Problem – The boys just do not seem to care about Scouting anymore. They want all the fun and games involved with Scouting, but they do not even try to act like Boy Scouts. They will often fight things that deal with Scouting (for example – knots).
                Solution – This one is up to the boys. Either they start trying to be what a Scout should be, or as far as I am concerned, they are out of the troop. I have several boys that would like to be good Scouts and I will not have their time wasted by kids who have an attitude problem. I have tried discussing this with the Scouts. It is now your turn.

                2) Advancement
                This is a way of measuring a boy’s interest in Scouting. But most important, it builds confidence in the boy and recognizes him for his achievements. This is extremely important at his age.
                Problem – Advancement in our troop is almost at a standstill. I knew it had been bad, but I did not realize how bad until May 3rd when I did a report on troop advancement. The report is on the 24 boys who were in the troop for at least three months. Out of these 24 boys there is 1 Life, 1 Star, 4 First Class, 5 Second Class, 7 Tenderfoot, and six Scouts without a rank. Over one half of the troop is Tenderfoot or lower. These thirteen Scouts averaged 9.3 months with no rank advancement. Eight boys have not advanced in rank in over one year. Four of these have not advanced for over a year and a half.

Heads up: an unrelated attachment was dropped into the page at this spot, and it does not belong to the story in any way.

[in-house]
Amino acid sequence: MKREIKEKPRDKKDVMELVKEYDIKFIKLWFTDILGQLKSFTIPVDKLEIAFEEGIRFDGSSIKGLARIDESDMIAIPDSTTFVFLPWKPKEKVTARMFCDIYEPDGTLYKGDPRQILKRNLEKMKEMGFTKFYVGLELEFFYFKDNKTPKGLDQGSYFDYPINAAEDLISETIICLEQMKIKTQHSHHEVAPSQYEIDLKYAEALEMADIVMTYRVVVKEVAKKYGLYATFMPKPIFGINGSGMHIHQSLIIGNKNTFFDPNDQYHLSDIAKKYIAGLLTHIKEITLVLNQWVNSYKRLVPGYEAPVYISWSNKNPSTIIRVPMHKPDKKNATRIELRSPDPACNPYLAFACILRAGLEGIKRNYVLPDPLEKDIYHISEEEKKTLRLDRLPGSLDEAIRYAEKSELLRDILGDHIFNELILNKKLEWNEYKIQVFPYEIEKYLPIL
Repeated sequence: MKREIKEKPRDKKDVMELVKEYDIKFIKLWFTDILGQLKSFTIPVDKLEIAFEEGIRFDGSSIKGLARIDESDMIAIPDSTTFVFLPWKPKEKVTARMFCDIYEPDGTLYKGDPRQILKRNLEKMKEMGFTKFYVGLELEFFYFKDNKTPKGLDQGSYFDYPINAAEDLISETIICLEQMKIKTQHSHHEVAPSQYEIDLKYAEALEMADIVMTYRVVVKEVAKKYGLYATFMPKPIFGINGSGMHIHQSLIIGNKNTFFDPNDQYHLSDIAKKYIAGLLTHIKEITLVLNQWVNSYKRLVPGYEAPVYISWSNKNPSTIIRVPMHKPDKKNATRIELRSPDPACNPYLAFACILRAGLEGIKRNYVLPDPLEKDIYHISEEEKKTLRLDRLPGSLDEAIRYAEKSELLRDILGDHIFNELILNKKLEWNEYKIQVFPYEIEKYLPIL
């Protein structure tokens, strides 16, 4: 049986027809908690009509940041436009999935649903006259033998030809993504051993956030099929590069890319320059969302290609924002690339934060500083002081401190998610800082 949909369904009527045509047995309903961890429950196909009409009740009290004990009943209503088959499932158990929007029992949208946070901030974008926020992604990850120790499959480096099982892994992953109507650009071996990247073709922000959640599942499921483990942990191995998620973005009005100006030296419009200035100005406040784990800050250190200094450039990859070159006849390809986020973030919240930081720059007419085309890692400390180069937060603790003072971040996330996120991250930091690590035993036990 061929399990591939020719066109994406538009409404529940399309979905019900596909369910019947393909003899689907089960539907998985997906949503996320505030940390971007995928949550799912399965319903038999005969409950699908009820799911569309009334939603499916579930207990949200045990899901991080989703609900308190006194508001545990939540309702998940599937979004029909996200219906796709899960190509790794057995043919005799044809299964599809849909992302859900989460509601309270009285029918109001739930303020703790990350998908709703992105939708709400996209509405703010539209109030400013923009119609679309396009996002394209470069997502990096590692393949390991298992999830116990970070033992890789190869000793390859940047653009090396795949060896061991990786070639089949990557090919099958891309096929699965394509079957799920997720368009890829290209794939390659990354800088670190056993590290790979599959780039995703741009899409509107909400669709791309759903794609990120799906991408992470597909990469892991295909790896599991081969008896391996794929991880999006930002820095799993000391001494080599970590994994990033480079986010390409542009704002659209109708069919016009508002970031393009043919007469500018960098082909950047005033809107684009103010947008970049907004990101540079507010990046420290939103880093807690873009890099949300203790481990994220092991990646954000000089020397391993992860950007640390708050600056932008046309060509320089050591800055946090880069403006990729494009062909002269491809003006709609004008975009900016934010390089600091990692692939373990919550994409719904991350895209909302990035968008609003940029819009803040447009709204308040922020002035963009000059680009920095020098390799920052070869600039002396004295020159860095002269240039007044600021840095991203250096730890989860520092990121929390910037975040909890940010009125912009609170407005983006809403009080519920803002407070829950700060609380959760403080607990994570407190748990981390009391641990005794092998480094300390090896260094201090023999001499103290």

Solution – The solution comes in two parts. First, and most importantly, you have got to show that you care. Sit down with him and calmly talk about it. Do not yell at him or he will shut you out. Find out how he feels about it. And then, this is very important, volunteer to help him, and then carry through with that promise. It is going to take some of your time, but he is worth it, isn’t he? Secondly, I have tried to push the boys along. It is now time for me to take more drastic action. Any Scout who has not advanced at least one rank during the previous eleven months as of 5/31/85 will not be allowed to attend any troop monthly outings until he does advance. The only exception to this rule will be summer camp.

                3) Scout Spirit
                Scout Spirit is defined as following the Scout Oath, Law, Motto, Slogan, and Outdoor Code, and having a positive attitude about things.
                Problem – The boys’ Scout Spirit is at a very low point right now.
                Solution – Other then to keep reminding them about it, I do not really have a solution. All of us, myself and you parents, must try to live up to the Scout Oath and Law, setting the example the boys need.

                4) Discipline
                To put it bluntly, a lack of it.
                Problem – There is not enough of this in our troop. There are two groups of people who are at fault, the adult leaders and the parents. When I say the adult leaders, I am referring to one person, namely myself. This is the main area in which I must improve. I realize that I have been too lenient in disciplining and have let the kids go too far. But I have one problem. How far can I go in disciplining them? After all, they are not my kids.